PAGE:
The Blowfish test is an encryption/decryption test that implements the Blowfish algorithm. The algorithm itself is fairly cache intensive and features a good amount of integer math and bitwise logical operations. Here we see a 30% increase in single threaded performance, but a whopping 115% increase in the multithreaded Blowfish test. We see this same ST/MT disparity echoed in a number of other benchmarks here as well.

The text compression/decompression tests use bzip2 to compress/decompress text files. As text files compress very well, these tests become great low level CPU benchmarks. The bzip2 front end does a lot of sorting, and is thus very branch as well as heavy on logical operations (integer ALUs used here). We don't know much about the size of the data set here but given the short run times we're not talking about compressing/decompressing all of the text in Wikipedia. It's safe to assume that these tests run mostly out of cache. Here we see a 15.6% advantage over a perfectly scaled Krait 200, but once again looking at multithreaded performance the gains are far larger (134.5%). Qualcomm may have improved cache coherency/cache sharing performance in Krait 300, which results in a significant speedup when multitple threads are accessing the same data. All of this is speculation at this point since I don't have good low level information on what Krait's architecture actually looks like however.

The image compression/decompression tests are particularly useful as they just show JPEG compression/decompression performance, a very real world use case that's often seen in many applications (although hardware JPEG acceleration does limit its usefulness these days in mobile). The code here is once again very integer math heavy (adds, divs and muls), with some light branching. On the compression side we see a reversal of the earlier trends - single threaded performance is where we see the biggest improvement (55.6%) while MT scaling is roughly half that. On the decompression side, both ST and MT performance improves by a healthy amount. Improved branch prediction likely plays a role here. I'm still not totally clear on why we're seeing inconsistency in ST and MT scaling here between Krait 200 and Krait 300, but it's obvious that Qualcomm has done significant work under the hood of the Krait microarchitecture.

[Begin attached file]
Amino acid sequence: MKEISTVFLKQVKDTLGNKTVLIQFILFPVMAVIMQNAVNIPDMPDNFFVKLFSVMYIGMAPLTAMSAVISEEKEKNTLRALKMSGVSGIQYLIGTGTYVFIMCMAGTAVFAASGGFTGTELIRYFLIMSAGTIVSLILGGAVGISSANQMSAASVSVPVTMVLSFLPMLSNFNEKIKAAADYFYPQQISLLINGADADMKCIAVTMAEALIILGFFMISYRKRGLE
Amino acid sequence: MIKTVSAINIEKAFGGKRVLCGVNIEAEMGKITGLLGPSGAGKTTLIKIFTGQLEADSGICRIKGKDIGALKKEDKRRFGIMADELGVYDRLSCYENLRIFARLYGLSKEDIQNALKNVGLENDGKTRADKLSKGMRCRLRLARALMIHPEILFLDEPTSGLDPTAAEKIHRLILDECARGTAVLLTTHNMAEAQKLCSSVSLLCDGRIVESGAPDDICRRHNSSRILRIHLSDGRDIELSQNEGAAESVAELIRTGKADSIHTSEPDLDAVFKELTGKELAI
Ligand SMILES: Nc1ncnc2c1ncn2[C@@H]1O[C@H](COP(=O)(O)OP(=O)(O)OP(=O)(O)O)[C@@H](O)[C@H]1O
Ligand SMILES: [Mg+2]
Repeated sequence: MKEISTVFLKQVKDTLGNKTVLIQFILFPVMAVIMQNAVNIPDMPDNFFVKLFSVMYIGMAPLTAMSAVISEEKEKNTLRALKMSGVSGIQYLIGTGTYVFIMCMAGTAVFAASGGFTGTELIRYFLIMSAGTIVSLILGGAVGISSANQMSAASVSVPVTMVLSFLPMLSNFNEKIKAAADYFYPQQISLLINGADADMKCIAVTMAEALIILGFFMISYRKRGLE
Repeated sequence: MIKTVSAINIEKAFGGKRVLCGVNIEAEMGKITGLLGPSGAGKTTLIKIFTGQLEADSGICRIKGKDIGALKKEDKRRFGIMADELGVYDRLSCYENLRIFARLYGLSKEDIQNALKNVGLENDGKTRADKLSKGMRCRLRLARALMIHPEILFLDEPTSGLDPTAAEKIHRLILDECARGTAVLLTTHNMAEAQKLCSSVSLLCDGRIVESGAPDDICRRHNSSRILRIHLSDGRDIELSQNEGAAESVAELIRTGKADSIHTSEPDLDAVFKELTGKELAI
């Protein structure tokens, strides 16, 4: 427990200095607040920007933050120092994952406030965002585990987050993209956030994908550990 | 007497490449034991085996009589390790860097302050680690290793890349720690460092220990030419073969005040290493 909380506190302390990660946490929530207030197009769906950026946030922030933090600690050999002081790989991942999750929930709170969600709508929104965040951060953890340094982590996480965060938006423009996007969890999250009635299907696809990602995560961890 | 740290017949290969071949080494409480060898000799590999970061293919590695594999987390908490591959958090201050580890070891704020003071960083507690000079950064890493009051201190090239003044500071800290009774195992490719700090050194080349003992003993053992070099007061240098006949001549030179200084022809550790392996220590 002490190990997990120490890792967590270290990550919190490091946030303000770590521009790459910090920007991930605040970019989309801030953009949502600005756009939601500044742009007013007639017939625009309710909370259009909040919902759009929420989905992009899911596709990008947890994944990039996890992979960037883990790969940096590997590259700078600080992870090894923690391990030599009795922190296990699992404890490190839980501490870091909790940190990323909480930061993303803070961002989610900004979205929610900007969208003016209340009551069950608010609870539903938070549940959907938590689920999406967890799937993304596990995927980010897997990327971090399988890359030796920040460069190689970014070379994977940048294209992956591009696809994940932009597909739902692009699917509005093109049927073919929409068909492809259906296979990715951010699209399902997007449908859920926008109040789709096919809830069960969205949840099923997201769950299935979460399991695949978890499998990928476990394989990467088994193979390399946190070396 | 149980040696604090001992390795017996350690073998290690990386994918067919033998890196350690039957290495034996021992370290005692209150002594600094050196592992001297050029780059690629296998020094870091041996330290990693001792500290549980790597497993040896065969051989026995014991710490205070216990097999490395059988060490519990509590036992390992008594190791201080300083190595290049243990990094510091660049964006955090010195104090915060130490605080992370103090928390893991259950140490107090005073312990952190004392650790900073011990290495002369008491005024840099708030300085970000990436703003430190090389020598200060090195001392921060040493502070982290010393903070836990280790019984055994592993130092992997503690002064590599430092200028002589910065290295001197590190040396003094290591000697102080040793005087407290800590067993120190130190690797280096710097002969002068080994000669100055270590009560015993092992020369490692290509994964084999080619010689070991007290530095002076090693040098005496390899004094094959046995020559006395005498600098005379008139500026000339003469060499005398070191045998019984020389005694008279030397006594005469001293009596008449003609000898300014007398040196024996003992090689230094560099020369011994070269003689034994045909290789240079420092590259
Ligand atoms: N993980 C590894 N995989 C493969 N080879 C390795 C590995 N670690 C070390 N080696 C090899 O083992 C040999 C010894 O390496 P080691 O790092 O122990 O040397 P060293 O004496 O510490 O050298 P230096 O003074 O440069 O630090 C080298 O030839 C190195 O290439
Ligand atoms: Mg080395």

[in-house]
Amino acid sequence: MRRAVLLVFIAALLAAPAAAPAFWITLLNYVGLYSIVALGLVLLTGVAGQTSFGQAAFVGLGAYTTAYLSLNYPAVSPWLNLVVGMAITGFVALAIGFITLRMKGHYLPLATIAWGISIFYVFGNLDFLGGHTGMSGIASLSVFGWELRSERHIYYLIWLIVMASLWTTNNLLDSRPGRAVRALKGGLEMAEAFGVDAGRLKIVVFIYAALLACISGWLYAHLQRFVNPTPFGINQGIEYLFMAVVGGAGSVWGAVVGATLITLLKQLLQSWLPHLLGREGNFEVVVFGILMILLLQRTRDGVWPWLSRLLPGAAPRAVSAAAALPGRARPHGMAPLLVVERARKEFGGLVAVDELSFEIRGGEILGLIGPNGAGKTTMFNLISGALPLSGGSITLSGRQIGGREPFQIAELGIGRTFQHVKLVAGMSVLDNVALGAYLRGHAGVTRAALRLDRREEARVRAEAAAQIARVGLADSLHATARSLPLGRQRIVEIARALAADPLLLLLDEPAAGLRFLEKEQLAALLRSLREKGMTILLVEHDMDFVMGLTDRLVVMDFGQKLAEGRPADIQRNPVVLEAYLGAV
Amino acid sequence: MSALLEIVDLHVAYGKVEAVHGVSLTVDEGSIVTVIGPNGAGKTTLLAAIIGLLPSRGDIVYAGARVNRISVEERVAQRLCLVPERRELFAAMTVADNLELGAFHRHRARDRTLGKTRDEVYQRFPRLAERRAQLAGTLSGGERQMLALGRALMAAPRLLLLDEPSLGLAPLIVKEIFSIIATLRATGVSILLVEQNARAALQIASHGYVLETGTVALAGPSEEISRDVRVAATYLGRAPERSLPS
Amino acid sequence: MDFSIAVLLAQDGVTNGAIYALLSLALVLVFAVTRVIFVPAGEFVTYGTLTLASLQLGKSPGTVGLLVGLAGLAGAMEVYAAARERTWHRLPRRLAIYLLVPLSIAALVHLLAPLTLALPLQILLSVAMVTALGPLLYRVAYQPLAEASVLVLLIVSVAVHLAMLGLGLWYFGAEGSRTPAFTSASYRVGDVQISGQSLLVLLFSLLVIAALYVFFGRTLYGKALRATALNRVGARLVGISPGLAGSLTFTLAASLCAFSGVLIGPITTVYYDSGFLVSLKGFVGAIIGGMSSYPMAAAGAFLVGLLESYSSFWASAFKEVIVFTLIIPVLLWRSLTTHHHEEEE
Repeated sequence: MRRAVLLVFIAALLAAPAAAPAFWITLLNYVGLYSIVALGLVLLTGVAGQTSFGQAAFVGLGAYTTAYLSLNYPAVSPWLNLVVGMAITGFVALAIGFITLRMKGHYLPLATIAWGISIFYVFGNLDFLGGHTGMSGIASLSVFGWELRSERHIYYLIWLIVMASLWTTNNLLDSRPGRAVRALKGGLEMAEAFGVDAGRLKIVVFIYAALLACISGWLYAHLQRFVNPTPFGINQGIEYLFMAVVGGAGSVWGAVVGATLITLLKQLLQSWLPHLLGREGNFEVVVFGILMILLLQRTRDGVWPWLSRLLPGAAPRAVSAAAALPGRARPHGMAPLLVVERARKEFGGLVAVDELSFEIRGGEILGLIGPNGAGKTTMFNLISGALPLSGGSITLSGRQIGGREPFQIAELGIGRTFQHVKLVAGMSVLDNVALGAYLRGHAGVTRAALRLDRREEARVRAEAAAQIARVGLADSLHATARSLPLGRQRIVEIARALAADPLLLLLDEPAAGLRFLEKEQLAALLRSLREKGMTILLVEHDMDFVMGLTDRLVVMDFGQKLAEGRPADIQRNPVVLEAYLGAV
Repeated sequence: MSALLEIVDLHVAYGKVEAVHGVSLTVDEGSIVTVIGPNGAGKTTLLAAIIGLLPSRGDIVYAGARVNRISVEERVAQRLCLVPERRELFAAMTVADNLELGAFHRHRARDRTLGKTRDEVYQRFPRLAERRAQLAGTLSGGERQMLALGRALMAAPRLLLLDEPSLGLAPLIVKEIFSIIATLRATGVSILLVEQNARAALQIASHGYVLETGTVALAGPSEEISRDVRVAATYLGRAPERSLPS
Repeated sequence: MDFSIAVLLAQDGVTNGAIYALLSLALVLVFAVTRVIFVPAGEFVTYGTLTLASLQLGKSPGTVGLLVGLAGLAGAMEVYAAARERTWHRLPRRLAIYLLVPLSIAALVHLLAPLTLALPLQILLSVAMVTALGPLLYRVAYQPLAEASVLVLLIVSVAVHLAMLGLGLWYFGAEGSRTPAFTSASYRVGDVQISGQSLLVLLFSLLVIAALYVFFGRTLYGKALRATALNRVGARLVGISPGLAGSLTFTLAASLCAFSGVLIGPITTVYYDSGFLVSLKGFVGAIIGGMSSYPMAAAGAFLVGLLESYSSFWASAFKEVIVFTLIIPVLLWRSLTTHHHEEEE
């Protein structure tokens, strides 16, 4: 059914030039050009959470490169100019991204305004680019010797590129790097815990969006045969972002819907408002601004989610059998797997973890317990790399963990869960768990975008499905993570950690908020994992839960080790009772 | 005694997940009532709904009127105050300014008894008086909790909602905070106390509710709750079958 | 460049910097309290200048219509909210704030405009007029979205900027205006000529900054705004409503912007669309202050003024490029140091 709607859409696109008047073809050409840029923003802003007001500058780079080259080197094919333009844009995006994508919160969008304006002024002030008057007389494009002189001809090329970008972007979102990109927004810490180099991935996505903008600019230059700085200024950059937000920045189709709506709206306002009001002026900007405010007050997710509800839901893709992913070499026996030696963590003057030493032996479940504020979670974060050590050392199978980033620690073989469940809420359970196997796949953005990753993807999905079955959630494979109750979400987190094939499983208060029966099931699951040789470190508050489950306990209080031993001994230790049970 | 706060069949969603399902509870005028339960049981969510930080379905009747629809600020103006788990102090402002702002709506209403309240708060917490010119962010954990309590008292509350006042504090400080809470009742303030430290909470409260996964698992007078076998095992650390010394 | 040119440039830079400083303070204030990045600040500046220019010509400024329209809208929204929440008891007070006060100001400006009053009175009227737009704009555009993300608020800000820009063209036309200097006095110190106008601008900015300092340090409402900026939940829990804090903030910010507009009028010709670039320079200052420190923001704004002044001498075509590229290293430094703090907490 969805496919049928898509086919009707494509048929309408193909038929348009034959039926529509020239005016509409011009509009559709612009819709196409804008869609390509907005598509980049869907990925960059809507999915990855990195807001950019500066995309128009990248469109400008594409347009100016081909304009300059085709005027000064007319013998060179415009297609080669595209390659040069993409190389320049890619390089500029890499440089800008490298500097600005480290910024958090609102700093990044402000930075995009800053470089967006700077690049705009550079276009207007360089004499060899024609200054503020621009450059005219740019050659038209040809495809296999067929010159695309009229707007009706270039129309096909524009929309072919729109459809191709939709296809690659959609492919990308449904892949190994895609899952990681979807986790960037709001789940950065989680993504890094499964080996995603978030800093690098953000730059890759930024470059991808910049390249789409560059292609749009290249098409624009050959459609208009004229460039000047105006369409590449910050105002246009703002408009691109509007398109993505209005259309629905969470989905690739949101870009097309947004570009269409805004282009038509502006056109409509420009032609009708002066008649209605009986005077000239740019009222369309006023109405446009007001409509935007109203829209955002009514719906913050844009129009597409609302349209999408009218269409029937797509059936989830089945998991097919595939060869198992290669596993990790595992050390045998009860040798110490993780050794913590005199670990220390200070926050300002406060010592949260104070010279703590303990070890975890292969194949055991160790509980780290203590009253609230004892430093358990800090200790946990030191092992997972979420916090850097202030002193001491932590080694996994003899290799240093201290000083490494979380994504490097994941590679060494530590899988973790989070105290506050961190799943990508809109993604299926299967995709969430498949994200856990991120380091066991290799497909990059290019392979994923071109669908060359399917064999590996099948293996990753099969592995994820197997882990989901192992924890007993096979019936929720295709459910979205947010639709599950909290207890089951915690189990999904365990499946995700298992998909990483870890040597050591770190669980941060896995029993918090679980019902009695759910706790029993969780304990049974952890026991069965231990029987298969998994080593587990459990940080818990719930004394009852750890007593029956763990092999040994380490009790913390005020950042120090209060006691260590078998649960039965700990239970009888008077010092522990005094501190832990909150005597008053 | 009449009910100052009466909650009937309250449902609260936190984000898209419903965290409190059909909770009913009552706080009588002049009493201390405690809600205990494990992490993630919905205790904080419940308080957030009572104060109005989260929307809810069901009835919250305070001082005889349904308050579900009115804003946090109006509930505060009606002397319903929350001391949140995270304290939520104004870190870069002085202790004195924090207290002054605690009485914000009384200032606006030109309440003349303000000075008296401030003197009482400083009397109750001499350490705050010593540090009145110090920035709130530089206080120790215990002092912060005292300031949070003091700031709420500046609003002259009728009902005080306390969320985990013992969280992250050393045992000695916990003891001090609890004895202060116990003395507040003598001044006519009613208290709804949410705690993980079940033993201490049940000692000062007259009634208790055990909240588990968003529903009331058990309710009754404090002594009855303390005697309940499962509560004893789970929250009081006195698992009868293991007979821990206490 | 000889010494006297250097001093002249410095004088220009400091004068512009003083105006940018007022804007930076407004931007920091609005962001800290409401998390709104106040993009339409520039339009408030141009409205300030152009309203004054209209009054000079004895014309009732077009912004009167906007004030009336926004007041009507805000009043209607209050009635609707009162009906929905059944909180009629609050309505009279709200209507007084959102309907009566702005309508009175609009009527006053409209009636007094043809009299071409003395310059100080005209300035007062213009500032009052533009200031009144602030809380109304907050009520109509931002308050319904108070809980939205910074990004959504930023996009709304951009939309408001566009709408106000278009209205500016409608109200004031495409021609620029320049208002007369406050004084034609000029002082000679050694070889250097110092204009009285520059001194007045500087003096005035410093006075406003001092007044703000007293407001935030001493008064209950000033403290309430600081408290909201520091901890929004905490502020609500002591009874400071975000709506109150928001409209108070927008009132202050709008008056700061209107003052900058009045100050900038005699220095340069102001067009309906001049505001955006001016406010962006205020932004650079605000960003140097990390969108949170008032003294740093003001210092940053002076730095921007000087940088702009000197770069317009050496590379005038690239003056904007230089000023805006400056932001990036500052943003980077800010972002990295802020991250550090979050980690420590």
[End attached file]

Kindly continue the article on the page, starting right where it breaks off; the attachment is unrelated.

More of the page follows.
The final set of integer tests are scripted LUA benchmarks that find all of the prime numbers below 200,000. As with most primality tests, the LUA benchmarks here are heavy on adds/muls with a fair amount of branching. Krait 300's gains here are nothing short of impressive both in single and multithreaded performance. The improved branch prediction accuracy likely helps here, but there's still some unknown impact that enables greater-than-expected MT scaling.

On average there's a 43.1% increase in non-memory-bound single threaded integer performance and almost twice that on the multithreaded side. Remember we're talking about very targeted benchmarks here, so a real world single threaded perf increase closer to 15% wouldn't be surprising.

Geekbench 2 - Microbenchmark Performance Comparison - FP Performance
  Krait - 1.5GHz Krait - 1.7GHz (Simulated) Krait 300 - 1.7GHz Krait 300/Krait Perf Advantage
FP 2199 2492 4244 70.3%
Mandlebrot 201.0 227.8 416.5 82.8%
Mandlebrot MT 582.0 659.6 1650.0 150.2%
Dot Product 442.0 500.9 855.5 70.8%
Dot Product MT 944.0 1069.8 3070.0 187.0%
LU Decomposition 184.0 208.5 368.3 76.6%
LU Decomposition MT 571.0 647.1 795.9 23.0%
Primality 180.0 204.0 370.5 81.6%
Primality MT 491.0 556.4 657.2 18.1%
Sharpen Image 3.85 4.36 7.15 63.9%
Sharpen Image MT 13.0 14.7 18.6 26.2%
Blur Image 2.31 2.61 3.51 34.1%
Blur Image MT 5.73 6.49 12.9 98.6%
ST Average       68.3%
MT Average       83.8%

The Mandlebrot benchmark simply renders iterations of the Mandlebrot set. Here there's a lot of floating point math (adds/muls) combined with a fair amount of branching as the algorithm determines whether or not values are contained within the Mandlebrot set. Right off the bat we see significant gains in FP performance, and once again we see the same non-linear scaling when we compare MT improvement to ST improvement.

The Dot Product test is simple enough, it computes the dot product of two FP vectors. Once again there are a lot of FP adds and muls here as the dot product is calculated. With a 70% increase here (ST), we're able to put numbers to Qualcomm's claims of increased FP performance. Multithreaded performance improves by an even larger margin.